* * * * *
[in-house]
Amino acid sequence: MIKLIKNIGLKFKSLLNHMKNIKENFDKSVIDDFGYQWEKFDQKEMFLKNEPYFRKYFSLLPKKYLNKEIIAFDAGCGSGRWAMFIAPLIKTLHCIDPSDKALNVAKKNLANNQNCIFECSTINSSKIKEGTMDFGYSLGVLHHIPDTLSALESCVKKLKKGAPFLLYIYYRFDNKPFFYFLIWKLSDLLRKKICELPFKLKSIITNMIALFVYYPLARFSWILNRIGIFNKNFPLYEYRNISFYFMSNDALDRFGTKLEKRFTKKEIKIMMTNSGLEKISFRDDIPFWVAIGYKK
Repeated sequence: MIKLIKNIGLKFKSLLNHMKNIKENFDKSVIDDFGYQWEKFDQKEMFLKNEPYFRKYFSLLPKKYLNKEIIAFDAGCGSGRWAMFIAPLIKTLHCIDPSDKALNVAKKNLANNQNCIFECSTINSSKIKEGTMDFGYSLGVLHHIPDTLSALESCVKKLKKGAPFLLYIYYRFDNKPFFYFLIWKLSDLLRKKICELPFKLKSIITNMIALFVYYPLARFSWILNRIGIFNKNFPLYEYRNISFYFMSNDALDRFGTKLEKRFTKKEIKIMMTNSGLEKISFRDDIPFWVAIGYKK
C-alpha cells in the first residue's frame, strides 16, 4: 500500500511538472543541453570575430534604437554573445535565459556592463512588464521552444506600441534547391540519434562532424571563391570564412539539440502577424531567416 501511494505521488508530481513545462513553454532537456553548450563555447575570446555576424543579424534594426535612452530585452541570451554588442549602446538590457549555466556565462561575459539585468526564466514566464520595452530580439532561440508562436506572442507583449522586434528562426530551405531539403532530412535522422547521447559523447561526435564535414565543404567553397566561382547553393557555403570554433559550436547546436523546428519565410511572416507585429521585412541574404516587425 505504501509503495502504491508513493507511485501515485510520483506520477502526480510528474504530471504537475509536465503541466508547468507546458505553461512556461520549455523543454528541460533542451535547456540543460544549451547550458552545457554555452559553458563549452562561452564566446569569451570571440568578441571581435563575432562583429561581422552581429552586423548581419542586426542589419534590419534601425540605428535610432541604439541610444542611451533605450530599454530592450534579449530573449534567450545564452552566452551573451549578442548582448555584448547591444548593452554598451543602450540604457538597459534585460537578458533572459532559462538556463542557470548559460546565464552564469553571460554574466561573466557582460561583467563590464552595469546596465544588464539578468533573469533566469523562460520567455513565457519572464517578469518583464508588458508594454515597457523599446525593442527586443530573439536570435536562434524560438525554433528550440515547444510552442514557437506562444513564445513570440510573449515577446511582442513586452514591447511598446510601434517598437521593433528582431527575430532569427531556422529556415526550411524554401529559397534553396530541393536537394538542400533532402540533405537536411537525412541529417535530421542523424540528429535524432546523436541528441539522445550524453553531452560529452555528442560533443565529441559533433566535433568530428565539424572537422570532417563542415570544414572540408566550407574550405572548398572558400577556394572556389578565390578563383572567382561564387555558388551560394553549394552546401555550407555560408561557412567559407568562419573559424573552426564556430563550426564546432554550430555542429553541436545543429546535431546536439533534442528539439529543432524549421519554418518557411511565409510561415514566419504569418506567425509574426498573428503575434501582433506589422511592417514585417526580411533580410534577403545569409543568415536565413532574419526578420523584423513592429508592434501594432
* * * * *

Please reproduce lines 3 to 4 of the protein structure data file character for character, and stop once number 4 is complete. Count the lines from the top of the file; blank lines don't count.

Repeated sequence: MIKLIKNIGLKFKSLLNHMKNIKENFDKSVIDDFGYQWEKFDQKEMFLKNEPYFRKYFSLLPKKYLNKEIIAFDAGCGSGRWAMFIAPLIKTLHCIDPSDKALNVAKKNLANNQNCIFECSTINSSKIKEGTMDFGYSLGVLHHIPDTLSALESCVKKLKKGAPFLLYIYYRFDNKPFFYFLIWKLSDLLRKKICELPFKLKSIITNMIALFVYYPLARFSWILNRIGIFNKNFPLYEYRNISFYFMSNDALDRFGTKLEKRFTKKEIKIMMTNSGLEKISFRDDIPFWVAIGYKK
C-alpha cells in the first residue's frame, strides 16, 4: 500500500511538472543541453570575430534604437554573445535565459556592463512588464521552444506600441534547391540519434562532424571563391570564412539539440502577424531567416 501511494505521488508530481513545462513553454532537456553548450563555447575570446555576424543579424534594426535612452530585452541570451554588442549602446538590457549555466556565462561575459539585468526564466514566464520595452530580439532561440508562436506572442507583449522586434528562426530551405531539403532530412535522422547521447559523447561526435564535414565543404567553397566561382547553393557555403570554433559550436547546436523546428519565410511572416507585429521585412541574404516587425 505504501509503495502504491508513493507511485501515485510520483506520477502526480510528474504530471504537475509536465503541466508547468507546458505553461512556461520549455523543454528541460533542451535547456540543460544549451547550458552545457554555452559553458563549452562561452564566446569569451570571440568578441571581435563575432562583429561581422552581429552586423548581419542586426542589419534590419534601425540605428535610432541604439541610444542611451533605450530599454530592450534579449530573449534567450545564452552566452551573451549578442548582448555584448547591444548593452554598451543602450540604457538597459534585460537578458533572459532559462538556463542557470548559460546565464552564469553571460554574466561573466557582460561583467563590464552595469546596465544588464539578468533573469533566469523562460520567455513565457519572464517578469518583464508588458508594454515597457523599446525593442527586443530573439536570435536562434524560438525554433528550440515547444510552442514557437506562444513564445513570440510573449515577446511582442513586452514591447511598446510601434517598437521593433528582431527575430532569427531556422529556415526550411524554401529559397534553396530541393536537394538542400533532402540533405537536411537525412541529417535530421542523424540528429535524432546523436541528441539522445550524453553531452560529452555528442560533443565529441559533433566535433568530428565539424572537422570532417563542415570544414572540408566550407574550405572548398572558400577556394572556389578565390578563383572567382561564387555558388551560394553549394552546401555550407555560408561557412567559407568562419573559424573552426564556430563550426564546432554550430555542429553541436545543429546535431546536439533534442528539439529543432524549421519554418518557411511565409510561415514566419504569418506567425509574426498573428503575434501582433506589422511592417514585417526580411533580410534577403545569409543568415536565413532574419526578420523584423513592429508592434501594432